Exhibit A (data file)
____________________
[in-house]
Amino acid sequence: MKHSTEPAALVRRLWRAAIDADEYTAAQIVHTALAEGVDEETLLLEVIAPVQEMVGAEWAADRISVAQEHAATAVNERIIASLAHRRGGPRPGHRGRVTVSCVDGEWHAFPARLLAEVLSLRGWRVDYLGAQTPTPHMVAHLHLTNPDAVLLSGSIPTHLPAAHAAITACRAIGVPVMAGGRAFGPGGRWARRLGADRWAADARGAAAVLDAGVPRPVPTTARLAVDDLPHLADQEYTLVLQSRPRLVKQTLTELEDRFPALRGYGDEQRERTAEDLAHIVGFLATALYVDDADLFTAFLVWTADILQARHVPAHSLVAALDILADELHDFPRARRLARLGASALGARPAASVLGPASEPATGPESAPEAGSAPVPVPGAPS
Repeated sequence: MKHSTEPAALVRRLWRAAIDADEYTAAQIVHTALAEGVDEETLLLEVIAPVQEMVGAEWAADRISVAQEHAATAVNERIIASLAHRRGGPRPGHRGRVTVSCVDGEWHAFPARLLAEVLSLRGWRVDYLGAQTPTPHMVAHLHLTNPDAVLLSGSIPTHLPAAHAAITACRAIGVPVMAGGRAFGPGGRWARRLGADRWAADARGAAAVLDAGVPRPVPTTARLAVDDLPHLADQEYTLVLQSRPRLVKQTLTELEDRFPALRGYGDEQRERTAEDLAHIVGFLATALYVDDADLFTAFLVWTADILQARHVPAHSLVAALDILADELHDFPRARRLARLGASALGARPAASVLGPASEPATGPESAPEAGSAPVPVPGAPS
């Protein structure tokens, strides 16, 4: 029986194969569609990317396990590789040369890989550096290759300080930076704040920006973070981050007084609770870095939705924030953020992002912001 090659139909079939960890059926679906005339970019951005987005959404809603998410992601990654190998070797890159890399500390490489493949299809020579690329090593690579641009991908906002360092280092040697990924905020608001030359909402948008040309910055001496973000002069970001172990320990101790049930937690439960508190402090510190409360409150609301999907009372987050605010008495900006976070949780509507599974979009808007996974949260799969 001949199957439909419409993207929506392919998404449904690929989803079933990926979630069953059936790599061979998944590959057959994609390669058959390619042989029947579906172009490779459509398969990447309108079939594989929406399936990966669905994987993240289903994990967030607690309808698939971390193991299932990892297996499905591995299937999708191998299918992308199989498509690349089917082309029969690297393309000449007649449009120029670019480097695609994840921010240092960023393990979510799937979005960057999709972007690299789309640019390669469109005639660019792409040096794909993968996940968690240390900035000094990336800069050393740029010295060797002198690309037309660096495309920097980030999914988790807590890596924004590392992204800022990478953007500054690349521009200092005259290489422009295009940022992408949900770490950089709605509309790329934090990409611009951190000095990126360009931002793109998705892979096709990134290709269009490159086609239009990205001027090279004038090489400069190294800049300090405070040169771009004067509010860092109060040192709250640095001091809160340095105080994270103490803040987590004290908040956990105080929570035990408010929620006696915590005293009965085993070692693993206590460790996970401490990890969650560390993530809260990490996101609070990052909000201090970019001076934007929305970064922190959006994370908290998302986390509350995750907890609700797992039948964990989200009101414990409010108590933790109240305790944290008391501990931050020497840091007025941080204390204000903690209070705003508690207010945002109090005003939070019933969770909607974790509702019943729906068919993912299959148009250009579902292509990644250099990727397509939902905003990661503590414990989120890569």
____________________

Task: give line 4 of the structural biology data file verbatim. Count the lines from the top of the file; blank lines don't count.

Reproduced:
């Protein structure tokens, strides 16, 4: 029986194969569609990317396990590789040369890989550096290759300080930076704040920006973070981050007084609770870095939705924030953020992002912001 090659139909079939960890059926679906005339970019951005987005959404809603998410992601990654190998070797890159890399500390490489493949299809020579690329090593690579641009991908906002360092280092040697990924905020608001030359909402948008040309910055001496973000002069970001172990320990101790049930937690439960508190402090510190409360409150609301999907009372987050605010008495900006976070949780509507599974979009808007996974949260799969 001949199957439909419409993207929506392919998404449904690929989803079933990926979630069953059936790599061979998944590959057959994609390669058959390619042989029947579906172009490779459509398969990447309108079939594989929406399936990966669905994987993240289903994990967030607690309808698939971390193991299932990892297996499905591995299937999708191998299918992308199989498509690349089917082309029969690297393309000449007649449009120029670019480097695609994840921010240092960023393990979510799937979005960057999709972007690299789309640019390669469109005639660019792409040096794909993968996940968690240390900035000094990336800069050393740029010295060797002198690309037309660096495309920097980030999914988790807590890596924004590392992204800022990478953007500054690349521009200092005259290489422009295009940022992408949900770490950089709605509309790329934090990409611009951190000095990126360009931002793109998705892979096709990134290709269009490159086609239009990205001027090279004038090489400069190294800049300090405070040169771009004067509010860092109060040192709250640095001091809160340095105080994270103490803040987590004290908040956990105080929570035990408010929620006696915590005293009965085993070692693993206590460790996970401490990890969650560390993530809260990490996101609070990052909000201090970019001076934007929305970064922190959006994370908290998302986390509350995750907890609700797992039948964990989200009101414990409010108590933790109240305790944290008391501990931050020497840091007025941080204390204000903690209070705003508690207010945002109090005003939070019933969770909607974790509702019943729906068919993912299959148009250009579902292509990644250099990727397509939902905003990661503590414990989120890569």